p. 117

“There wouldn’t be. What I was told was, they cleaned up the remains.”

Risai gave Kenchuu a startled look. “Cleaned up?”

“The refugee miners said that from the screams they heard, it sounded like human beings got caught in the cave-in. In that case, search parties should soon follow up to rescue them. But if that happened, they never got anywhere near the mines. With that in mind, they kept their eyes and ears open. But nobody showed up.”

So they cautiously entered the tunnels to see for themselves. They found evidence of the cave-in all around them. Kan’you Mountain was always on the verge of collapse. Remains of previous cave-ins were everywhere. That wasn’t the problem. If the authorities caught wind of dead bodies up there belonging to the land gangs or the Provincial Guard, searches and investigations were sure to follow. The refugees would never get back on the mountain.

“In order to hide any evidence, they dug up the places where it looked like bodies were buried. They turned up body parts and personal effects, so they figured out right away they were in the right spot. Clearing away the loose earth, they found the corpse of a soldier beneath a rock. Digging as far as they were able turned up six kijuu and eight soldiers wearing red armor.”

Kenchuu paused for a moment and grimaced. “And the bodies of another three more people in a mineshaft not far from the cave-in.”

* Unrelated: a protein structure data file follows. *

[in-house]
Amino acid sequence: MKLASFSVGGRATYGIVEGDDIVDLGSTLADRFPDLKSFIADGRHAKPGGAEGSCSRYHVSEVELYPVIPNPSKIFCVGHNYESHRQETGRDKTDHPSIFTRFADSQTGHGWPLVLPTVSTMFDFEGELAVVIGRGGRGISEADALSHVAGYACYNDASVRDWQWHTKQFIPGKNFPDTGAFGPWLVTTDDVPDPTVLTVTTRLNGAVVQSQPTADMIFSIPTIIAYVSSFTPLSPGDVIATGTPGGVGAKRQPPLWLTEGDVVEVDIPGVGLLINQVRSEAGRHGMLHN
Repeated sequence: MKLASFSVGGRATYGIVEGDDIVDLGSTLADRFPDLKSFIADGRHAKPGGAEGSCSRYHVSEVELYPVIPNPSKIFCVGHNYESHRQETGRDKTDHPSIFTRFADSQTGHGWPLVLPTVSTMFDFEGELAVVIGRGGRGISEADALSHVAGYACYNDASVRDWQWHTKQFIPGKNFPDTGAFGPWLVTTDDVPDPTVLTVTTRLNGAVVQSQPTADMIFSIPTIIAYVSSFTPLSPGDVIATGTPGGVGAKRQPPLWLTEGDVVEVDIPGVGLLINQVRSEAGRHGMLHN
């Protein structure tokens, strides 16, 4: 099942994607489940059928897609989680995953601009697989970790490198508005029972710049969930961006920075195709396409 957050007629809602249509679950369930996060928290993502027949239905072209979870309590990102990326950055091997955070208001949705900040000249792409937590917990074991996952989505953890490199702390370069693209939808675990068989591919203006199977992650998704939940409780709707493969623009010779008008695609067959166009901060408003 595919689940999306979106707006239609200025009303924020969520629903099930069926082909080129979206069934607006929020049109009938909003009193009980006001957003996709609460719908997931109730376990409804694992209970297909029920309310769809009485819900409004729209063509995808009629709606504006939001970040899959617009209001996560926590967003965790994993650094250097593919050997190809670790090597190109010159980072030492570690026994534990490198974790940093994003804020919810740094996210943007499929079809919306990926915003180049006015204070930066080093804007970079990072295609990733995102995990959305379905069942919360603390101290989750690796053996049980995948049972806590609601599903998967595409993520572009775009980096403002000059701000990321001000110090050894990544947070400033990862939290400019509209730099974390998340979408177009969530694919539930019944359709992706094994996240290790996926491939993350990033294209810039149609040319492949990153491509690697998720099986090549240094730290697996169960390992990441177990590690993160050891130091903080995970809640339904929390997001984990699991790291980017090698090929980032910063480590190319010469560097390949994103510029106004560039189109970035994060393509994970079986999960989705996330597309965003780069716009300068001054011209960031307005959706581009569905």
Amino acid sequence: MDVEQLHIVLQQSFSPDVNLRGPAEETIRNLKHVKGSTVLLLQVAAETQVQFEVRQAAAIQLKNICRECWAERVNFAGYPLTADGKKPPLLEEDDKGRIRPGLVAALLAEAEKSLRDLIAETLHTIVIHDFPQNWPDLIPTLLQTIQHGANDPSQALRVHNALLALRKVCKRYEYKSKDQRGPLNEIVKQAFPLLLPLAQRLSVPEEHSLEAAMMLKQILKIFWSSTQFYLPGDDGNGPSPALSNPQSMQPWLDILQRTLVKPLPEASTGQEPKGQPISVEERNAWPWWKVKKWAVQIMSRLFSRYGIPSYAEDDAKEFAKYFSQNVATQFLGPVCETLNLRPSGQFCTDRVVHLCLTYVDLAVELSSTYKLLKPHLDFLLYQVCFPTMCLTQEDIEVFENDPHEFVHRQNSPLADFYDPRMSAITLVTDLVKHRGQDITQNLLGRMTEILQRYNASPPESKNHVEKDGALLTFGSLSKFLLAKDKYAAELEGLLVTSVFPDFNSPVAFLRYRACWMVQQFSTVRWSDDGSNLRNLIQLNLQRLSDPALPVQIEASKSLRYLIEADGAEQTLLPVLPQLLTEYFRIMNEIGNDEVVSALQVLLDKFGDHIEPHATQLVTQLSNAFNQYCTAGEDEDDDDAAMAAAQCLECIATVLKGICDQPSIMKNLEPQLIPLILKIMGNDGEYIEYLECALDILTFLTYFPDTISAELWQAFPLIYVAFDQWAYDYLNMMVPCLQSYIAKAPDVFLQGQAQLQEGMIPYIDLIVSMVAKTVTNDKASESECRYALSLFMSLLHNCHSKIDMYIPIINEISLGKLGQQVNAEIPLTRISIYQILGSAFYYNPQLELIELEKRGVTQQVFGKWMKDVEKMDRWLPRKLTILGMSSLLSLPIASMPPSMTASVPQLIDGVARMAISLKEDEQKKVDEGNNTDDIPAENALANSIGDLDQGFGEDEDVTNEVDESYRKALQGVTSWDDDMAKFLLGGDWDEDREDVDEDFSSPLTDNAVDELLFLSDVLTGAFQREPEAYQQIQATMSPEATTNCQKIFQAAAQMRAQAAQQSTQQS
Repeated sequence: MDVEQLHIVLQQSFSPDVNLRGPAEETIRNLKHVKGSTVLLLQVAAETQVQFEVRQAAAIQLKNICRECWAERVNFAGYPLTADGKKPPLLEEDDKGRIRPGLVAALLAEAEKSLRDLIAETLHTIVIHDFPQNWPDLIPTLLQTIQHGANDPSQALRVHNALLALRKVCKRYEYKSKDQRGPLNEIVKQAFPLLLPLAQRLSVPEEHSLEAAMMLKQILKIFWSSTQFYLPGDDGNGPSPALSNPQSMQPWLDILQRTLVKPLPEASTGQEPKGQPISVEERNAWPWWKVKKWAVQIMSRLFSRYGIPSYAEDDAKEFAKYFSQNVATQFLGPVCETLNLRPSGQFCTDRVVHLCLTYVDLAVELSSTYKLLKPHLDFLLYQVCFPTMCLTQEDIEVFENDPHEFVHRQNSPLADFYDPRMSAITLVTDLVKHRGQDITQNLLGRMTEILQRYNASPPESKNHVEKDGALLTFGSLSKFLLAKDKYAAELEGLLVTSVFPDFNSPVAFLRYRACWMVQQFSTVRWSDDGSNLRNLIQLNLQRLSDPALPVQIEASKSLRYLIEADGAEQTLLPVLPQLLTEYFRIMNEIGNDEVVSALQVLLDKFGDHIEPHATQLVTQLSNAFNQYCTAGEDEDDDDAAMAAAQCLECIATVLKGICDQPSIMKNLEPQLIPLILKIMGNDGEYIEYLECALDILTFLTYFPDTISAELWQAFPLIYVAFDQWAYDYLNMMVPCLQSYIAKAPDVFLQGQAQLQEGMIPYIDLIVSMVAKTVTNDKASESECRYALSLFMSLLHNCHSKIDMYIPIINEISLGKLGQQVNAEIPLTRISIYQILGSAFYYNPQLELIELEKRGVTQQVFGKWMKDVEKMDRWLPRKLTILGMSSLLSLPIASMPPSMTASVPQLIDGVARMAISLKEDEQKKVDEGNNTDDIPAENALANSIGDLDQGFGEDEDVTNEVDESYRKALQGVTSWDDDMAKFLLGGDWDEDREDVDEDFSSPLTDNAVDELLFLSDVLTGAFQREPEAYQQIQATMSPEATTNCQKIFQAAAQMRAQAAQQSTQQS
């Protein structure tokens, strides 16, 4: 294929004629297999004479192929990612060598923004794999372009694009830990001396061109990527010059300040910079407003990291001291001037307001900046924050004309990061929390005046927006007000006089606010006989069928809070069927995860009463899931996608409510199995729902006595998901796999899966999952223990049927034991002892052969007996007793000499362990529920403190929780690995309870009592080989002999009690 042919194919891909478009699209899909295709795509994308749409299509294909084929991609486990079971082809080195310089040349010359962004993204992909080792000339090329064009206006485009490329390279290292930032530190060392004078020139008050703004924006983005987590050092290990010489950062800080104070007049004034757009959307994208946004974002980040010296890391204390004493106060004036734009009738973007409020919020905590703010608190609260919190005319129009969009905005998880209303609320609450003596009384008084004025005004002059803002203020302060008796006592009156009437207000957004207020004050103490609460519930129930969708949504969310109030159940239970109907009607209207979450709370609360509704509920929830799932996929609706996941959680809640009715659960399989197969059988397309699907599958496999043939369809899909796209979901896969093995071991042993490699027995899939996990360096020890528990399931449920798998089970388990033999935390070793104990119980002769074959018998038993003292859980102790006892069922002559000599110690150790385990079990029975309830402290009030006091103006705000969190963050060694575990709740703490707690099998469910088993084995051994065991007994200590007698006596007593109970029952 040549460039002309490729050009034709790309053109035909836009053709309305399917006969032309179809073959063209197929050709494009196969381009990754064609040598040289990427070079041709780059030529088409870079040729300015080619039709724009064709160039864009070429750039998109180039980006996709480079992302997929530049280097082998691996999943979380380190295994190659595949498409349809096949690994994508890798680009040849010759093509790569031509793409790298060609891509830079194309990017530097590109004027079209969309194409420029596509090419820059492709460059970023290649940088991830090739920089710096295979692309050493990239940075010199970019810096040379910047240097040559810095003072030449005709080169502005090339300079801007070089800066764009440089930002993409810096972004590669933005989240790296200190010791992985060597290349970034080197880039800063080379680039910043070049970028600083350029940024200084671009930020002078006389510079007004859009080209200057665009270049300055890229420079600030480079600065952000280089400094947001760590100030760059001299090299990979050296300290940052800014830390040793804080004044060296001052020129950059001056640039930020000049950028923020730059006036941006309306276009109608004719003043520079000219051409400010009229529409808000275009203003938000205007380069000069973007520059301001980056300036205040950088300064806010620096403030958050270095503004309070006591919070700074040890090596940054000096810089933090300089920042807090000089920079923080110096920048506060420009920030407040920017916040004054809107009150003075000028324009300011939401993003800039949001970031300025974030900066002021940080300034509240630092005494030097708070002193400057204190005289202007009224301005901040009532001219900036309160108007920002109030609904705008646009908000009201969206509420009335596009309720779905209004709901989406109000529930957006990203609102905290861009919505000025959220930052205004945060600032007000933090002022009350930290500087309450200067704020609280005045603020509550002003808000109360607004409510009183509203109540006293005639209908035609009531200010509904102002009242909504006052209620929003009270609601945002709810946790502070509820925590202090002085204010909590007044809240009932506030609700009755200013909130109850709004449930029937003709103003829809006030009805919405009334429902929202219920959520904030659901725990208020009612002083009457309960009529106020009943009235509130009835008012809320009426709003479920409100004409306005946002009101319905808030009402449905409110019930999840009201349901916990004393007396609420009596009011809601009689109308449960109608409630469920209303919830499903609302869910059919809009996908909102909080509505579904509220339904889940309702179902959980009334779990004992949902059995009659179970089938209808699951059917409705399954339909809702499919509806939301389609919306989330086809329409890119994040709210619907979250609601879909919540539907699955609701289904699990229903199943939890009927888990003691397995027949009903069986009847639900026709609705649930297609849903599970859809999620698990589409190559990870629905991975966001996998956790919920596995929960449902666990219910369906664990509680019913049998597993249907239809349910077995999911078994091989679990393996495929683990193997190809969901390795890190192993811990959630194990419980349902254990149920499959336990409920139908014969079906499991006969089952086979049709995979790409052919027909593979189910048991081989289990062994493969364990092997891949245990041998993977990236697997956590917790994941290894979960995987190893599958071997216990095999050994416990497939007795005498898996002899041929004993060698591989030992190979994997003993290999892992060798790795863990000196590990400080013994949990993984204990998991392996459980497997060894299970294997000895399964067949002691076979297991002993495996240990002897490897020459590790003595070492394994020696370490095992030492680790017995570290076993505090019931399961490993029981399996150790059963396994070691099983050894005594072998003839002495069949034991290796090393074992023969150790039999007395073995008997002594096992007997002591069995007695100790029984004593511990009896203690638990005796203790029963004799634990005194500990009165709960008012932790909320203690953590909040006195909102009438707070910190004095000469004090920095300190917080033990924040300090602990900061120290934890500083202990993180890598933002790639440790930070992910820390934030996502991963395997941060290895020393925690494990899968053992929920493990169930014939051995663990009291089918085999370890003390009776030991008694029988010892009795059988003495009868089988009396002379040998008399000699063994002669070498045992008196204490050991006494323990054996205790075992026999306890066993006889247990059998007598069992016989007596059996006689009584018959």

p. 118

Risai leaned forward in taut anticipation. “Anybody else?”

Kenchuu shook his head. “They didn’t turn up any more corpses after that. That may have been simply because they didn’t find them. They buried the bodies they uncovered in that mineshaft.”

Kenchuu then added, “I thought there might be something to the stories about a cave-in involving His Highness. I could imagine him managing to escape but getting injured in the process and finally being unable to go on any further. I searched the mountain myself for any traces he might have left behind. All I found was the corpse of what appeared to be a soldier of the Palace Guard stuffed into a fissure in the rocks.”

He returned to the mountain after that to continue the search. But in the meantime, Kyuusan and the land gangs took over and accessing Kan’you Mountain became impossible.

“Even so, I wanted to get back on the mountain to look for His Highness. To that end, I petitioned Moku’u-sama and secured her patronage in the form of the Sekirin Temple pilgrimage.”

Kenchuu and his fellow survivors of Tetsui didn’t belong to a formal organization. When Gyousou disappeared, Tetsui was still a going concern. At the time, Tetsui and the neighboring towns and villages talked it over and petitioned for volunteers to go into the mountains to continue the search. But then Asen destroyed Tetsui. The survivors dispersed and had to scatter throughout Bun Province to find shelter and places where they could continue their lives.

p. 119